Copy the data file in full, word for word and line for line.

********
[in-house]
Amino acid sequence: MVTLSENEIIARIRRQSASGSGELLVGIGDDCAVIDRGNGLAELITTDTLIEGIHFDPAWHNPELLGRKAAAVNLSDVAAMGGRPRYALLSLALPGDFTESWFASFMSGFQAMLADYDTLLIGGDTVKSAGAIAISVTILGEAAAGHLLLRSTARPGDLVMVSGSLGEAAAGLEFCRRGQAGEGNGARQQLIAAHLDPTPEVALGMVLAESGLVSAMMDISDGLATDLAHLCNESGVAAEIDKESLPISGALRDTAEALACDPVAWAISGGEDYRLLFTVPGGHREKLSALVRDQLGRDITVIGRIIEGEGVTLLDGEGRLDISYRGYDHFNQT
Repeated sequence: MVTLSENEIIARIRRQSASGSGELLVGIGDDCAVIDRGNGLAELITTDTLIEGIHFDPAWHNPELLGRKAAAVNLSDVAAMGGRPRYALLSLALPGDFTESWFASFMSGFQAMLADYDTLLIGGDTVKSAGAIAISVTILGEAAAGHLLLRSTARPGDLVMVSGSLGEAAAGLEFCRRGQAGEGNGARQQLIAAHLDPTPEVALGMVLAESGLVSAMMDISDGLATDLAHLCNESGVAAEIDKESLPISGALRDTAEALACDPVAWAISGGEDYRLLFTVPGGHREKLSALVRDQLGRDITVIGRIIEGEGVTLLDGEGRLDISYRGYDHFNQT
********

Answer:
[in-house]
Amino acid sequence: MVTLSENEIIARIRRQSASGSGELLVGIGDDCAVIDRGNGLAELITTDTLIEGIHFDPAWHNPELLGRKAAAVNLSDVAAMGGRPRYALLSLALPGDFTESWFASFMSGFQAMLADYDTLLIGGDTVKSAGAIAISVTILGEAAAGHLLLRSTARPGDLVMVSGSLGEAAAGLEFCRRGQAGEGNGARQQLIAAHLDPTPEVALGMVLAESGLVSAMMDISDGLATDLAHLCNESGVAAEIDKESLPISGALRDTAEALACDPVAWAISGGEDYRLLFTVPGGHREKLSALVRDQLGRDITVIGRIIEGEGVTLLDGEGRLDISYRGYDHFNQT
Repeated sequence: MVTLSENEIIARIRRQSASGSGELLVGIGDDCAVIDRGNGLAELITTDTLIEGIHFDPAWHNPELLGRKAAAVNLSDVAAMGGRPRYALLSLALPGDFTESWFASFMSGFQAMLADYDTLLIGGDTVKSAGAIAISVTILGEAAAGHLLLRSTARPGDLVMVSGSLGEAAAGLEFCRRGQAGEGNGARQQLIAAHLDPTPEVALGMVLAESGLVSAMMDISDGLATDLAHLCNESGVAAEIDKESLPISGALRDTAEALACDPVAWAISGGEDYRLLFTVPGGHREKLSALVRDQLGRDITVIGRIIEGEGVTLLDGEGRLDISYRGYDHFNQT